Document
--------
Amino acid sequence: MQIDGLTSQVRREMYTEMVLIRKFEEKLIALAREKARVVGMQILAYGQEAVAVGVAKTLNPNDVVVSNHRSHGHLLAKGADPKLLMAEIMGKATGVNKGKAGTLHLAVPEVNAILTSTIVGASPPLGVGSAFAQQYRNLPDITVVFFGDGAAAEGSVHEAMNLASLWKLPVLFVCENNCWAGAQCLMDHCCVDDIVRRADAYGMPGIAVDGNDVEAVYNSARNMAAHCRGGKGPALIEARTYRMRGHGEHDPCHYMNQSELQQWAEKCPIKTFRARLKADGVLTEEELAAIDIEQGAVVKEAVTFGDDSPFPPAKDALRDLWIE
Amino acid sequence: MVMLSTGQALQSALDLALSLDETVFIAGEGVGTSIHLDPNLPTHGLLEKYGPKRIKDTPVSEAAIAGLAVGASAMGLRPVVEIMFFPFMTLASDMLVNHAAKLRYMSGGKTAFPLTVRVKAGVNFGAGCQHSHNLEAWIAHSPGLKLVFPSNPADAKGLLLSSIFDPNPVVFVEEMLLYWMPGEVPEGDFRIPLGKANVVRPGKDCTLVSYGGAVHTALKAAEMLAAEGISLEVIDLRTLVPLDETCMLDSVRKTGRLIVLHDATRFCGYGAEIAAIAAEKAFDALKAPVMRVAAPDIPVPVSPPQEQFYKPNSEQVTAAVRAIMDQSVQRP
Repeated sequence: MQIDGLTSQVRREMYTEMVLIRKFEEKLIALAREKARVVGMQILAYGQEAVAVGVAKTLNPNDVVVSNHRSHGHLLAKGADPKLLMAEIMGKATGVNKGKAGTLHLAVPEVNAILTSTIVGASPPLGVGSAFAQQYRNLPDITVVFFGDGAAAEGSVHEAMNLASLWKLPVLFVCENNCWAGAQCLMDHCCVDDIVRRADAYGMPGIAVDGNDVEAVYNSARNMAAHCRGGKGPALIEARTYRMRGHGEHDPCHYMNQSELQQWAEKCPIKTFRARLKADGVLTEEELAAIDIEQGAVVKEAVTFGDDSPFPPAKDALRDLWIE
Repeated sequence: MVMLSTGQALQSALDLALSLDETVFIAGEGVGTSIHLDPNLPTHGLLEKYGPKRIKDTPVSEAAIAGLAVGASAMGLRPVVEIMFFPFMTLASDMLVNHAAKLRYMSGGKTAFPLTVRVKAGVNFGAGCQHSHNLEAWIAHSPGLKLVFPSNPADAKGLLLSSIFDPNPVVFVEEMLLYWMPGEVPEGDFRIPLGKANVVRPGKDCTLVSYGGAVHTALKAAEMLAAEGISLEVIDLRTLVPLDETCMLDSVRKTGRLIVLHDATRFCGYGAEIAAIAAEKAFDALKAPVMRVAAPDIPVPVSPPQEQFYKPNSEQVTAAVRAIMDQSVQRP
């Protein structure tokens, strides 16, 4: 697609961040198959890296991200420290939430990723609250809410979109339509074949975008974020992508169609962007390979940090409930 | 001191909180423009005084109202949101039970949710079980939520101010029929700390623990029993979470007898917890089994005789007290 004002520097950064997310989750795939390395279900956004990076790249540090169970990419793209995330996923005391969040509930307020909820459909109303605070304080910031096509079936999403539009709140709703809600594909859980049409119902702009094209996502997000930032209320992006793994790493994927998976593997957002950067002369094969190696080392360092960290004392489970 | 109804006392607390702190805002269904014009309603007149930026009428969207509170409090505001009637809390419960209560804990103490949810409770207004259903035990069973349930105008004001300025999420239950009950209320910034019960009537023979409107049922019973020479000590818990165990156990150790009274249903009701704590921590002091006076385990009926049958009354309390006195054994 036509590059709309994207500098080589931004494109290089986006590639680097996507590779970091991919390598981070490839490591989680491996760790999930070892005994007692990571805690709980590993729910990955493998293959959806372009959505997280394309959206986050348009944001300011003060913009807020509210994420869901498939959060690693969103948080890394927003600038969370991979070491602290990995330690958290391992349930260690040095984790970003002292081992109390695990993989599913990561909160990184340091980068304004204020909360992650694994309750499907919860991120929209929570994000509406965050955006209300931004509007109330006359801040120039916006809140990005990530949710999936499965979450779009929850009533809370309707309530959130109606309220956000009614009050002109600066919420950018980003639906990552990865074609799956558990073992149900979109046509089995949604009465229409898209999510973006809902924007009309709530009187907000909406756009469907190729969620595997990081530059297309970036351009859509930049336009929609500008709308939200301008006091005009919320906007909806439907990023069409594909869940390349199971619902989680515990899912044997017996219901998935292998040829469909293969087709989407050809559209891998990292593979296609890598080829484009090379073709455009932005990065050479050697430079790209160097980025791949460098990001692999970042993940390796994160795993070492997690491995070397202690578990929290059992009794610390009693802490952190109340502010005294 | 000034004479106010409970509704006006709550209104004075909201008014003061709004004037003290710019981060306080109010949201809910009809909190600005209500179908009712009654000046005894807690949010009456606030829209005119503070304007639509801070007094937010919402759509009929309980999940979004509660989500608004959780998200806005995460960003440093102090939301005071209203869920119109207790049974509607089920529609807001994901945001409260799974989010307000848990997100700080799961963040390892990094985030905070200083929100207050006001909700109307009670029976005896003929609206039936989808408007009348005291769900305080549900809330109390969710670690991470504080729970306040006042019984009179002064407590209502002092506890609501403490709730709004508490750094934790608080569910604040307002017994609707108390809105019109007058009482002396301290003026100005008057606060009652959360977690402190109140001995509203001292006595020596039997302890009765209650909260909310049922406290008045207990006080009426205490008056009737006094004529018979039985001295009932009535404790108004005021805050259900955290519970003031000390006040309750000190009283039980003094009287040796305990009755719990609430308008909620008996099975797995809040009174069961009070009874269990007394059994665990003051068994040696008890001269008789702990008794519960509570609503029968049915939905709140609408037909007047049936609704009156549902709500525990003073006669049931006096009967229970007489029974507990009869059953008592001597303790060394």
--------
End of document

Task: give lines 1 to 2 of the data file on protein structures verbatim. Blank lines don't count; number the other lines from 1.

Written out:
Amino acid sequence: MQIDGLTSQVRREMYTEMVLIRKFEEKLIALAREKARVVGMQILAYGQEAVAVGVAKTLNPNDVVVSNHRSHGHLLAKGADPKLLMAEIMGKATGVNKGKAGTLHLAVPEVNAILTSTIVGASPPLGVGSAFAQQYRNLPDITVVFFGDGAAAEGSVHEAMNLASLWKLPVLFVCENNCWAGAQCLMDHCCVDDIVRRADAYGMPGIAVDGNDVEAVYNSARNMAAHCRGGKGPALIEARTYRMRGHGEHDPCHYMNQSELQQWAEKCPIKTFRARLKADGVLTEEELAAIDIEQGAVVKEAVTFGDDSPFPPAKDALRDLWIE
Amino acid sequence: MVMLSTGQALQSALDLALSLDETVFIAGEGVGTSIHLDPNLPTHGLLEKYGPKRIKDTPVSEAAIAGLAVGASAMGLRPVVEIMFFPFMTLASDMLVNHAAKLRYMSGGKTAFPLTVRVKAGVNFGAGCQHSHNLEAWIAHSPGLKLVFPSNPADAKGLLLSSIFDPNPVVFVEEMLLYWMPGEVPEGDFRIPLGKANVVRPGKDCTLVSYGGAVHTALKAAEMLAAEGISLEVIDLRTLVPLDETCMLDSVRKTGRLIVLHDATRFCGYGAEIAAIAAEKAFDALKAPVMRVAAPDIPVPVSPPQEQFYKPNSEQVTAAVRAIMDQSVQRP